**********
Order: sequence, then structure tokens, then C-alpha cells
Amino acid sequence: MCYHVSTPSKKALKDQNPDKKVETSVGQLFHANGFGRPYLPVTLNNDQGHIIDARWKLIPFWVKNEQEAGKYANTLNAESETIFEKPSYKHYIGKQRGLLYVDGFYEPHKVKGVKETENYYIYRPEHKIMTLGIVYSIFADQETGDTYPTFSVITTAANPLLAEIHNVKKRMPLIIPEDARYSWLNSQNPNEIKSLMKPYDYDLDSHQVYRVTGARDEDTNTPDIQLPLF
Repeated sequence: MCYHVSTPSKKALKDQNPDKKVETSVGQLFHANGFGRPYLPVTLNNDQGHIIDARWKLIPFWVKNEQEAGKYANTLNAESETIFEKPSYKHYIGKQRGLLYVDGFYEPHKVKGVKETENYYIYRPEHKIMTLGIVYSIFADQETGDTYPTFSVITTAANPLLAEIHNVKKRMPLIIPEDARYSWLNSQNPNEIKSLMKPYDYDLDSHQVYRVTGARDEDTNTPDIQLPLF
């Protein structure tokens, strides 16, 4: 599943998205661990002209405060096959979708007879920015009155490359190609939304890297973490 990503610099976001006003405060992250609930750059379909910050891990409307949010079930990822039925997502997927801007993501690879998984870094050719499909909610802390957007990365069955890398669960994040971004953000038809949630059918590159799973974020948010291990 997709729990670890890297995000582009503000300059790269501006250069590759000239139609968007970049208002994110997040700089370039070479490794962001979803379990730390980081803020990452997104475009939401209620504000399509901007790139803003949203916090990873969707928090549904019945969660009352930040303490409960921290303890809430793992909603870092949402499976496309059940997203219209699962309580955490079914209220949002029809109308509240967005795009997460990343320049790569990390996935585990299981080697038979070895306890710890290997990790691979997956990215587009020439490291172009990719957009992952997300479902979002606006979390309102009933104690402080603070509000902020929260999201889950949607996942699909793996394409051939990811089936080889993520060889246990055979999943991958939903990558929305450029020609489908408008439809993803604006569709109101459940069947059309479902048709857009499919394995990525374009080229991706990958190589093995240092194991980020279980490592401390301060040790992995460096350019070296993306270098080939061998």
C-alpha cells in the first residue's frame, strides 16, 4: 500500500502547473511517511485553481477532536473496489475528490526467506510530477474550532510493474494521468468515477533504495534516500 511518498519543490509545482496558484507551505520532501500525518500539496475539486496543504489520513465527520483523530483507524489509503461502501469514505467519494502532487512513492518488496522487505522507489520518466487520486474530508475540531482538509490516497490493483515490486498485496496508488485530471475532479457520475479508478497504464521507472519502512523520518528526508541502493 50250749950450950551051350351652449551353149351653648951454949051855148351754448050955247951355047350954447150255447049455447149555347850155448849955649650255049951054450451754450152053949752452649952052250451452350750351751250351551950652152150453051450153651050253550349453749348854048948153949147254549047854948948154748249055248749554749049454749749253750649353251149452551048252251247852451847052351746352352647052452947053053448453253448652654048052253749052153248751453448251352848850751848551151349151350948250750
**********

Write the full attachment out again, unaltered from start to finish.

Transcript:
Order: sequence, then structure tokens, then C-alpha cells
Amino acid sequence: MCYHVSTPSKKALKDQNPDKKVETSVGQLFHANGFGRPYLPVTLNNDQGHIIDARWKLIPFWVKNEQEAGKYANTLNAESETIFEKPSYKHYIGKQRGLLYVDGFYEPHKVKGVKETENYYIYRPEHKIMTLGIVYSIFADQETGDTYPTFSVITTAANPLLAEIHNVKKRMPLIIPEDARYSWLNSQNPNEIKSLMKPYDYDLDSHQVYRVTGARDEDTNTPDIQLPLF
Repeated sequence: MCYHVSTPSKKALKDQNPDKKVETSVGQLFHANGFGRPYLPVTLNNDQGHIIDARWKLIPFWVKNEQEAGKYANTLNAESETIFEKPSYKHYIGKQRGLLYVDGFYEPHKVKGVKETENYYIYRPEHKIMTLGIVYSIFADQETGDTYPTFSVITTAANPLLAEIHNVKKRMPLIIPEDARYSWLNSQNPNEIKSLMKPYDYDLDSHQVYRVTGARDEDTNTPDIQLPLF
């Protein structure tokens, strides 16, 4: 599943998205661990002209405060096959979708007879920015009155490359190609939304890297973490 990503610099976001006003405060992250609930750059379909910050891990409307949010079930990822039925997502997927801007993501690879998984870094050719499909909610802390957007990365069955890398669960994040971004953000038809949630059918590159799973974020948010291990 997709729990670890890297995000582009503000300059790269501006250069590759000239139609968007970049208002994110997040700089370039070479490794962001979803379990730390980081803020990452997104475009939401209620504000399509901007790139803003949203916090990873969707928090549904019945969660009352930040303490409960921290303890809430793992909603870092949402499976496309059940997203219209699962309580955490079914209220949002029809109308509240967005795009997460990343320049790569990390996935585990299981080697038979070895306890710890290997990790691979997956990215587009020439490291172009990719957009992952997300479902979002606006979390309102009933104690402080603070509000902020929260999201889950949607996942699909793996394409051939990811089936080889993520060889246990055979999943991958939903990558929305450029020609489908408008439809993803604006569709109101459940069947059309479902048709857009499919394995990525374009080229991706990958190589093995240092194991980020279980490592401390301060040790992995460096350019070296993306270098080939061998």
C-alpha cells in the first residue's frame, strides 16, 4: 500500500502547473511517511485553481477532536473496489475528490526467506510530477474550532510493474494521468468515477533504495534516500 511518498519543490509545482496558484507551505520532501500525518500539496475539486496543504489520513465527520483523530483507524489509503461502501469514505467519494502532487512513492518488496522487505522507489520518466487520486474530508475540531482538509490516497490493483515490486498485496496508488485530471475532479457520475479508478497504464521507472519502512523520518528526508541502493 50250749950450950551051350351652449551353149351653648951454949051855148351754448050955247951355047350954447150255447049455447149555347850155448849955649650255049951054450451754450152053949752452649952052250451452350750351751250351551950652152150453051450153651050253550349453749348854048948153949147254549047854948948154748249055248749554749049454749749253750649353251149452551048252251247852451847052351746352352647052452947053053448453253448652654048052253749052153248751453448251352848850751848551151349151350948250750